“Dementia Tax is clearly an inheritance tax specifically to extract the wealth of middle income families as they get ill in their old age, so that the Tories can continue lavishing tax breaks on the super-rich and their corporate chums (like the £70 billion that the ongoing Tory corporation tax cuts are going to cost by 2020).
“Dementia Tax is a clear and demonstrable attack on the Tory party’s own core support.”
From ThisIsMoney.co.uk: The Tories will axe the ‘triple lock’ guarantee from 2020, meaning older people could eventually get smaller annual state pension rises if Theresa May wins the election.
The Conservative Party would switch to ‘double lock’ increases in three years’ time, so the state pension would no longer rise by a minimum of 2.5 per cent each year, but by whichever is the highest of inflation or annual earnings growth.
Labour and the Liberal Democrats have promised to keep the triple lock for the whole of the next parliament. But the newly-released Conservative manifesto says: ‘We will keep our promise to maintain the Triple Lock until 2020, and when it expires we will introduce a new Double Lock.
From The Guardian: More elderly people will have to pay for their own social care in the home and lose universal benefits under a new Conservative policy which, Theresa May will say, is difficult but necessary to tackle the crisis in funding.
Introducing the party’s election manifesto, the prime minister will say it is the “responsibility of leaders to be straight with people about the challenges ahead” as she unveils a controversial policy that would reduce the value of estates that many people hope to pass on to their children.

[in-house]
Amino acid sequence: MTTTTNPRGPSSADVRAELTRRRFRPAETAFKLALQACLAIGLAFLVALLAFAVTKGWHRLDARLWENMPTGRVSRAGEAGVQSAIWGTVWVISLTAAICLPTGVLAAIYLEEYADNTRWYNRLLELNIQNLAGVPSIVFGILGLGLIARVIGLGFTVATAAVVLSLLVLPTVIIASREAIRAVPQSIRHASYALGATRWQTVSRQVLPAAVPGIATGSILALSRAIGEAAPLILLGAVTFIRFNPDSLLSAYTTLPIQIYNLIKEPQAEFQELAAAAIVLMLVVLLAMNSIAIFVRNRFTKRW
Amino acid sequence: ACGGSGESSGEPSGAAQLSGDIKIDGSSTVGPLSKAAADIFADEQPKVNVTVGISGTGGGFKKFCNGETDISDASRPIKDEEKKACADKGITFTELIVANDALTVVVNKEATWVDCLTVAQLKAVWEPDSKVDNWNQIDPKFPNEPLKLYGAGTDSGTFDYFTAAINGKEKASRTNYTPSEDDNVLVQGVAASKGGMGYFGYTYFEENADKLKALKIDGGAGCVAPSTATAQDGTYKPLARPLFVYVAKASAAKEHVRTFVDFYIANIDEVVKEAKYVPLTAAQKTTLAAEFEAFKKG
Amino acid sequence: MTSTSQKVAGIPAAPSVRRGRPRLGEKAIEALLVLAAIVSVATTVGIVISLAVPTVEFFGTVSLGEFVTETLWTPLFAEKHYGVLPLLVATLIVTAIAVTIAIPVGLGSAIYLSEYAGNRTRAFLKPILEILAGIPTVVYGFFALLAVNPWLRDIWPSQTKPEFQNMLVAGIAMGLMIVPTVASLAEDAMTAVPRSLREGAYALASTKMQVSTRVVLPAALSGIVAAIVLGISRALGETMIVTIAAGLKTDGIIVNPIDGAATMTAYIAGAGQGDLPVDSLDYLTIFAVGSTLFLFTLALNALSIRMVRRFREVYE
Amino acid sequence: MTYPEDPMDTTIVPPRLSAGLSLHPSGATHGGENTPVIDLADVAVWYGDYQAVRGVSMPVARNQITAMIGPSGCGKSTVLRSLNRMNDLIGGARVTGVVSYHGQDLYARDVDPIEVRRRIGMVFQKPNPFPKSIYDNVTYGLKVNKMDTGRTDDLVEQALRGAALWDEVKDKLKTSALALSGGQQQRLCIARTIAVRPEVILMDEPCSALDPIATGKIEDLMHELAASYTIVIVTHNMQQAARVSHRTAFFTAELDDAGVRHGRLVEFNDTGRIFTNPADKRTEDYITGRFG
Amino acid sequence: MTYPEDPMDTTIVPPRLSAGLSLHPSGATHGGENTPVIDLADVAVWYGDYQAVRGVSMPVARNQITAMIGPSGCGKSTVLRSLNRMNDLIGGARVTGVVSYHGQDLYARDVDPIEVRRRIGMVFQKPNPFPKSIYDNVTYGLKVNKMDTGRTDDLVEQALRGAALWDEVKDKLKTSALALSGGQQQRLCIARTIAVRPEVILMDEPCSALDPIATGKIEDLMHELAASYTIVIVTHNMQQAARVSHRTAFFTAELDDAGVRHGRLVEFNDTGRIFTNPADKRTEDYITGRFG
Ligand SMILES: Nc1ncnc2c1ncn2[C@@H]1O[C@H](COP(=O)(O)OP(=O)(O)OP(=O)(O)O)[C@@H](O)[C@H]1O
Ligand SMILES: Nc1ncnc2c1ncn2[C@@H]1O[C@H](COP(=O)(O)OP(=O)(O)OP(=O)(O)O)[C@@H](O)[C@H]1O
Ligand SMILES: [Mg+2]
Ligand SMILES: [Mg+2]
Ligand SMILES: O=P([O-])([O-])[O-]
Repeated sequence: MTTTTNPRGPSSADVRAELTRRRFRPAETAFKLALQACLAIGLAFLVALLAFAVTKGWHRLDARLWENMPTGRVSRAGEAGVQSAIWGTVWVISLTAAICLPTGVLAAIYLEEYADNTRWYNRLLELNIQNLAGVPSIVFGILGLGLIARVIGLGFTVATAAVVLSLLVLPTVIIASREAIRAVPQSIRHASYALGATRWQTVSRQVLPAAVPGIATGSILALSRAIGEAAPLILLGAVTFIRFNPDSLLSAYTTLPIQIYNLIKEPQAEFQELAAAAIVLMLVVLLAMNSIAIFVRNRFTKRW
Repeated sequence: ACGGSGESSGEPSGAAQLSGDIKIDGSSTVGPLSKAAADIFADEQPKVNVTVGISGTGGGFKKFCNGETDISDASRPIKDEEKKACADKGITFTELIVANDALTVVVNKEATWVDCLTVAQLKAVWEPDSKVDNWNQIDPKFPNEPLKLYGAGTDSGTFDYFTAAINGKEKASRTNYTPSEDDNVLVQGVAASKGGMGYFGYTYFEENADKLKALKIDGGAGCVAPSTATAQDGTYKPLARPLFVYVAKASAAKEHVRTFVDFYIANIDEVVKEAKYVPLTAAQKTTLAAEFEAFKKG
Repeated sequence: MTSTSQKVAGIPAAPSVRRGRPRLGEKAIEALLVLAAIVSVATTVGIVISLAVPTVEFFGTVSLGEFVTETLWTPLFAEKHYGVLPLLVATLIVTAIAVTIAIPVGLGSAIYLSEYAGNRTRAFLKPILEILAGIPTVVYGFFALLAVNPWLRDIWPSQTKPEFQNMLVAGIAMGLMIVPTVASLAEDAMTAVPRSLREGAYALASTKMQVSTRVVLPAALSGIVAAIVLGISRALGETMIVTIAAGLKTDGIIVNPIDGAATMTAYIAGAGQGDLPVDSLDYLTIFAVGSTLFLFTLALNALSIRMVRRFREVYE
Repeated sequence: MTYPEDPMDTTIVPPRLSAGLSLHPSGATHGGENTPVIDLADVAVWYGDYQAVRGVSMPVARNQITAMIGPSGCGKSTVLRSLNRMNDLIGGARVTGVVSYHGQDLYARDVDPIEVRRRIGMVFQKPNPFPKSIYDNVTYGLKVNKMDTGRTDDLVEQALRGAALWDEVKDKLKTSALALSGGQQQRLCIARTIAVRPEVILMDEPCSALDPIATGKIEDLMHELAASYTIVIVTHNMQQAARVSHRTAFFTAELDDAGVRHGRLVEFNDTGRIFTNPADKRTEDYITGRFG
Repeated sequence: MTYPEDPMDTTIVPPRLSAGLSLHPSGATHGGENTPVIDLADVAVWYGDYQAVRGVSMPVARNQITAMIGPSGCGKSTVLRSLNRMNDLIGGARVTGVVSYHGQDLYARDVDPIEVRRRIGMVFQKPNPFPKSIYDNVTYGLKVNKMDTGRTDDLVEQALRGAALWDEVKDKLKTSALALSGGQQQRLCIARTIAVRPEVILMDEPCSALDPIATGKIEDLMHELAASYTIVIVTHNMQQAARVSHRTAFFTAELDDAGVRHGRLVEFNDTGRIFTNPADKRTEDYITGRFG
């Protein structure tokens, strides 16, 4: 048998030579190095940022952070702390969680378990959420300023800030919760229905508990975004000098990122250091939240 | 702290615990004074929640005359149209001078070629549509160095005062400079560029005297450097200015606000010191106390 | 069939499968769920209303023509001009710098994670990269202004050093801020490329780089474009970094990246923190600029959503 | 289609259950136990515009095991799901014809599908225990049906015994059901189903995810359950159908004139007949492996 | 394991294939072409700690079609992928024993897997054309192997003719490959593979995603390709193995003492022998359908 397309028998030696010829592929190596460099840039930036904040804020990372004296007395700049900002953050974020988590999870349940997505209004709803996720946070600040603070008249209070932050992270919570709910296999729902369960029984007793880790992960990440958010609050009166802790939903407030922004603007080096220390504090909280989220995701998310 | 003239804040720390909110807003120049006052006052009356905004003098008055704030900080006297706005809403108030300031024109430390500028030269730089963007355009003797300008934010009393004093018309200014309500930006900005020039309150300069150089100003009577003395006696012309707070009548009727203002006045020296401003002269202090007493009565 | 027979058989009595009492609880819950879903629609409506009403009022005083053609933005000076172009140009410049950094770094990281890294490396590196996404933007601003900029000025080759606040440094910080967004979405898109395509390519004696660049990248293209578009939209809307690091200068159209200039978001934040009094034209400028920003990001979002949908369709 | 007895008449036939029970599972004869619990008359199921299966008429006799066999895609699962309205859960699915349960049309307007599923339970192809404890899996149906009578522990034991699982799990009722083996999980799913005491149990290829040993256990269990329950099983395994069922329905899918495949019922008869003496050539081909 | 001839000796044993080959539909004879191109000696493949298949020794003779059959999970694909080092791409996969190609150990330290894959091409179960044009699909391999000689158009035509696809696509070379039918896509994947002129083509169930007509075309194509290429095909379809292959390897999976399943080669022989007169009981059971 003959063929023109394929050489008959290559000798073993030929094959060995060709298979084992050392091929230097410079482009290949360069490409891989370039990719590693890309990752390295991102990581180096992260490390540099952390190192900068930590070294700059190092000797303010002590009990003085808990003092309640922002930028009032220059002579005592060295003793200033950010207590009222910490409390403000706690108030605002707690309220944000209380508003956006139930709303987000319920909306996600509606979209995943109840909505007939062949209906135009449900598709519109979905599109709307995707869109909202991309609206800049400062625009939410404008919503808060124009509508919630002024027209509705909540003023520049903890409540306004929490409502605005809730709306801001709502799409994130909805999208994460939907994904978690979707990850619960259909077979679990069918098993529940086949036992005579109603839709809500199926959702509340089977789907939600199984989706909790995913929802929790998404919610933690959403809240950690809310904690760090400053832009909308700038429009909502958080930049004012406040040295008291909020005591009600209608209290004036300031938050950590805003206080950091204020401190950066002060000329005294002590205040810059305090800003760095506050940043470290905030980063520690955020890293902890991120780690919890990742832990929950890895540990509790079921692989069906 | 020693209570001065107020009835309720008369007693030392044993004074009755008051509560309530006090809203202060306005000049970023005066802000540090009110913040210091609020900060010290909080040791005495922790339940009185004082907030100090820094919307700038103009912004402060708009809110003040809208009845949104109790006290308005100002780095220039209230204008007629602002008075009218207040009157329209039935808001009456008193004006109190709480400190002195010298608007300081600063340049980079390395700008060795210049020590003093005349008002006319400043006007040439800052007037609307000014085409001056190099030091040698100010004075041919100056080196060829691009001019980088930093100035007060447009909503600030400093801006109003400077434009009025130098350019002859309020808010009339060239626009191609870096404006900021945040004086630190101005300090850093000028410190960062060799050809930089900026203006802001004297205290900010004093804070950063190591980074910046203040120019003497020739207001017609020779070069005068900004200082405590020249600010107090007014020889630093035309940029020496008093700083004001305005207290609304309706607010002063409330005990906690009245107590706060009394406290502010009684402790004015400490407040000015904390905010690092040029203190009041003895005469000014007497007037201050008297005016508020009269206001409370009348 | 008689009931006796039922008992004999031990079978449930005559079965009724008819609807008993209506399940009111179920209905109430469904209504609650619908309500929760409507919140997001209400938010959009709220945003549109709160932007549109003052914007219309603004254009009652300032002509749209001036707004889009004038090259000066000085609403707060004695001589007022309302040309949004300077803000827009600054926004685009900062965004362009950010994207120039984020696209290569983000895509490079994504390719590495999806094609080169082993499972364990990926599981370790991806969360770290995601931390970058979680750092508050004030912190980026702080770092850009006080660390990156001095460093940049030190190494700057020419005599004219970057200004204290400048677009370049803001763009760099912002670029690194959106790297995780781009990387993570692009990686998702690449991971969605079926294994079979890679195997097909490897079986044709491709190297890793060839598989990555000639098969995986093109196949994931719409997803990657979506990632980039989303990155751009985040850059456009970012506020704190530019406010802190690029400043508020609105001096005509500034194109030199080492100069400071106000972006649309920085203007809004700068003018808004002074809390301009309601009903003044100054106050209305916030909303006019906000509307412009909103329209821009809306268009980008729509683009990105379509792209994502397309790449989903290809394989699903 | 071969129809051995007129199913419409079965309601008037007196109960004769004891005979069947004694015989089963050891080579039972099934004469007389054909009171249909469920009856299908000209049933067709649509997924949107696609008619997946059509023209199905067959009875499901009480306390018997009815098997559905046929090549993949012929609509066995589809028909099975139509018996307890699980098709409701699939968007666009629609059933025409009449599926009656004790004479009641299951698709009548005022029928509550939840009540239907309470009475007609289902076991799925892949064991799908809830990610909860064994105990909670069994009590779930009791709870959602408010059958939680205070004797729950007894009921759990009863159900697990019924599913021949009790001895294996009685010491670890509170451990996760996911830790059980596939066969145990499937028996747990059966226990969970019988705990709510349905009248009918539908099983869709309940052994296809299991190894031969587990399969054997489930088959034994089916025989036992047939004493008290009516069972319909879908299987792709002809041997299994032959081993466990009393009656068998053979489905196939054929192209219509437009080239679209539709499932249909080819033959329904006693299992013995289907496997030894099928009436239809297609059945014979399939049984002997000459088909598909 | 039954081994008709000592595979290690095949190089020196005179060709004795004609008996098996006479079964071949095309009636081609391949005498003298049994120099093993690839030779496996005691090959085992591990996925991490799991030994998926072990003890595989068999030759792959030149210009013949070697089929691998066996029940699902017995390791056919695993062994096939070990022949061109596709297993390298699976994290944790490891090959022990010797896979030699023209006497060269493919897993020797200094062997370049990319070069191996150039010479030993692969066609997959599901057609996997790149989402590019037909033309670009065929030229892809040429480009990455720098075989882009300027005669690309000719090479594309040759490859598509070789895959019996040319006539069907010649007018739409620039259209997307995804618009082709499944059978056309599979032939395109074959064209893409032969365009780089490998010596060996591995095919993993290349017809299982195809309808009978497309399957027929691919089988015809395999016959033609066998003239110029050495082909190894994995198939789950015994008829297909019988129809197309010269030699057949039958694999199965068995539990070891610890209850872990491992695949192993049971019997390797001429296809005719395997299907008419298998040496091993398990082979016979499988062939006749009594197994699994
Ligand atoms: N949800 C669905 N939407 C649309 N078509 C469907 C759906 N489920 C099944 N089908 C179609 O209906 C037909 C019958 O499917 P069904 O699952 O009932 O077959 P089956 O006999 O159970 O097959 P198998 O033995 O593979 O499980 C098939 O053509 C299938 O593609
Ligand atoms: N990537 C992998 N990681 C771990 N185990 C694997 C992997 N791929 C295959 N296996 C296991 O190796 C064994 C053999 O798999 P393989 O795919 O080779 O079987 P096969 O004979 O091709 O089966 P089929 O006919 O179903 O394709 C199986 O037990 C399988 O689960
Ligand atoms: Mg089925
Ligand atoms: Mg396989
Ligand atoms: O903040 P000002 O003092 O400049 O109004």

The policy will be a flagship measure in the Tories’ election manifesto, which the prime minister will pitch as a programme for solving some of the challenges facing Britain. It means wealthier people with more than £100,000 in assets will have to pay for their own elderly care out of the value of their homes, rather than relying on the council to cover the costs of visits by care workers.
From The Observer: Plans to ditch the triple lock on the basic state pension would represent a “double whammy” for the poorest pensioners, many of whom have already lost out under this month’s new flat-rate pension, according to a leading pension expert.
Pensioners who rely on the state pension for most of their income will be the biggest losers should the Tories drop the element of the triple lock that guarantees annual rises of at least 2.5%.
Chris Noon, a partner at leading pensions consultancy Hymans Robertson, said linking increases to earnings growth or inflation would, over time, erode the value of the pension and push larger numbers of people into poverty on reaching retirement age. He said: “The low paid were the community most negatively affected by the significant changes to the state pension introduced from April 2016. Removing the 2.5% minimum increase … is a double whammy that would again impact this community hardest over the medium to long term.”
The flat-rate state pension, worth £159.55 a week, combines the basic state pension with pension credit and the state second pension, which previously rewarded low-paid workers with generous top-up payments. Estimates put the savings at £8bn by the end of the parliament. Ending the triple lock would come on top of this cut.
Mark Brown writes in the Guardian: 37 NHS clinical commissioning groups (CCGs) in England are introducing rules about ongoing care that could force up to 13,000 people with health conditions into care homes. The CCGs will essentially begin saying to people with disabilities and long-term health needs: if you haven’t got the cash for homecare, then it’s off to a care home for you.
Imagine you have been living in your home for years. It might be where your kids were born. Being at home, having your stuff around you, having the greatest possible measure of independence, obviously means a lot to everyone, whether you’re well, ill or disabled. Then one day someone comes and tells you, “Nope, you’re too expensive here. We’re moving you to a care home unless you cough up the money to pay for what you need.